Indirect dig at his own team-mates you could say, but I would like to call it a blunt group evaluation that can only be good for this team going forward as signs of a turnaround continue to show.

Evans was not done, adding this as a parting shot: “I play cricket because I believe I can offer cricket something. I wouldn’t be playing if I didn’t believe I could win games for Zimbabwe and take my name outside Zimbabwe into the T20 games and stuff like that. I still don’t think I have delivered my best performance yet. So being able to do this, knowing that I’ve got more in the tank, is huge. I want to take my cricket as far as possible. If that means IPL, it means a dream I’ve had since it started, it’s something I’ve always wanted to do. So I’ll keep working hard and try to get there one day.”

As he spoke on, one could not mistake the fire in Evans’ eyes. For me it was hardly surprising, for in front of us was not just a young newcomer, but a fierce fighter who has been spending time and batting gallantly alongside the superman Sikandar Raza, whose infectious work ethic and bravery are of immense value to this Zimbabwe team.

I was there around 16 years ago during Raza’s early days in Zimbabwe, the Pakistan-born talisman having initially arrived in this country primarily for other interests not exactly related to cricket. Probably with an illusion about international cricket too, and like Brad Evans a year ago, still seeing himself as just a fan of others.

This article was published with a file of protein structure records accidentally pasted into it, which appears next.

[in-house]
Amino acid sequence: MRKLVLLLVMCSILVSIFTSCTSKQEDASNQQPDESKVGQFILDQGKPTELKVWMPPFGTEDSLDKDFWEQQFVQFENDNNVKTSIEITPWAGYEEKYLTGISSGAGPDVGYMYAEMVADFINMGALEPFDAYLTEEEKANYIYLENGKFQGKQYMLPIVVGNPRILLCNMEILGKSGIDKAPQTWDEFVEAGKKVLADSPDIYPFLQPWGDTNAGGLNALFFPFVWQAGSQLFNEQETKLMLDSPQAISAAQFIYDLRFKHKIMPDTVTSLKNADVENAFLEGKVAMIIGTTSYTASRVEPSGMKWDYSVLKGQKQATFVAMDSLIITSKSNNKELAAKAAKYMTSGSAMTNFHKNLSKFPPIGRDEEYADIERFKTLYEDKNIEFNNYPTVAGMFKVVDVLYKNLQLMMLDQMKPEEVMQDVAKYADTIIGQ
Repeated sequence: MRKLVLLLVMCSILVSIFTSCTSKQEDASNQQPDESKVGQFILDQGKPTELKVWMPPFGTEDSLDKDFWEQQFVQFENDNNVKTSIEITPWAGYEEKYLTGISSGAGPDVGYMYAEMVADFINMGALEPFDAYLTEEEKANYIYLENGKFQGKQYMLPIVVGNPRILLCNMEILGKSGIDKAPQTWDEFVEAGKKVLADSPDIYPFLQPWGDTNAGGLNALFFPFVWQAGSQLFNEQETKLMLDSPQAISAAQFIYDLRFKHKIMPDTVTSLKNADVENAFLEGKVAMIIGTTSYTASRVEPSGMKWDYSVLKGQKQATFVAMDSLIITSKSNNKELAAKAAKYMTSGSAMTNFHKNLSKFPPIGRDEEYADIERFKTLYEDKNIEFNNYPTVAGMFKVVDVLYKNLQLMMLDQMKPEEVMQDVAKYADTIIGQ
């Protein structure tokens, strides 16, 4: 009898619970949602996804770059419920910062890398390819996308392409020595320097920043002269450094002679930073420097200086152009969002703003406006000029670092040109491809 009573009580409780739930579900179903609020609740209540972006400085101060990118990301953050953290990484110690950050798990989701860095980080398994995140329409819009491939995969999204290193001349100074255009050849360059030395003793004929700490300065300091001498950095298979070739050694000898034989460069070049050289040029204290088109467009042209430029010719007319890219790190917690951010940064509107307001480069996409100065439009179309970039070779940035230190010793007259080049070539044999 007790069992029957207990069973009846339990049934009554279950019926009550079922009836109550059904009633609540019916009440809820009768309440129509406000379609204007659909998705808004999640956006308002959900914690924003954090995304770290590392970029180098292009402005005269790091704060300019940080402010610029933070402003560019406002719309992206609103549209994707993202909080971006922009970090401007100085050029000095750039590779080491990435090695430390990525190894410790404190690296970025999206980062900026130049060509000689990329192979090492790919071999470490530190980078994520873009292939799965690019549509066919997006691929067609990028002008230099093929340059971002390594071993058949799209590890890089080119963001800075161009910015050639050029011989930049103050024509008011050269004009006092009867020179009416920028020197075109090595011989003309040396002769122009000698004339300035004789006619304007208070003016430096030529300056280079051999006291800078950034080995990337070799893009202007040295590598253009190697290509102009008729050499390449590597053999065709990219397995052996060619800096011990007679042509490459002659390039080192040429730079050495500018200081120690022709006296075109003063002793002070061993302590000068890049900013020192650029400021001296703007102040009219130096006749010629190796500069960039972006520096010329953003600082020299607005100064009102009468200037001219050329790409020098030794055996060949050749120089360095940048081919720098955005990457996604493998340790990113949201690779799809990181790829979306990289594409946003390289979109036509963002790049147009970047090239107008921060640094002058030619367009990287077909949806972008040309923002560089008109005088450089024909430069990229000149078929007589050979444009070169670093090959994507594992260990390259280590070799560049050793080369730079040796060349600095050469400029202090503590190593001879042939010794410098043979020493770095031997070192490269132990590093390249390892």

It took just one free afternoon of watching some of Zimbabwe’s best national team players feature in a domestic game for Raza to conclude that if these guys could be internationals, so could he.

So Alexandra Sports Club in Harare was where the international cricket dream started for a young man whose childhood aspirations had been to become a fighter pilot.

But from that modestly-assembled Alex side of 2006-07 – if one had hinted at possible future selections into Zimbabwe’s national team – players like Kuda Samunderu, Thomas Dangarembizi and club captain Brighton Benhura would have been considered those days to be far ahead of Raza in the queue.

And even as he was mercilessly tearing bowling attacks apart every week at grounds across the country in the Vigne Cup and National League, Raza was deemed nothing more than a slogger, a batsman who wouldn’t survive the intensity of international cricket due to a supposed technique deficiency and limited shot selection.

Today Raza is one of the most talked about batsmen in the limited-over formats of world cricket in the wake of his scintillating form for his adopted country.

And like Raza, you feel like Evans has walked into this environment of international cricket and discovered that no matter who you are, no matter the opponent, it is all about the attitude once one is out on the park.

You get a sense from the conversation with Evans on Monday that new as he is in the team, inside this bright prospect is a burning frustration that not all 11 men are able to push themselves to the limit at the same time in the colours of Zimbabwe.

But such a positive attitude does give a glimmer of hope for the future.

Once the players themselves start seeing things through self-reflecting lens like this, and demanding high standards of each other in the dressing-room, it is a starting point in the long walk to where this Zimbabwe side should to be.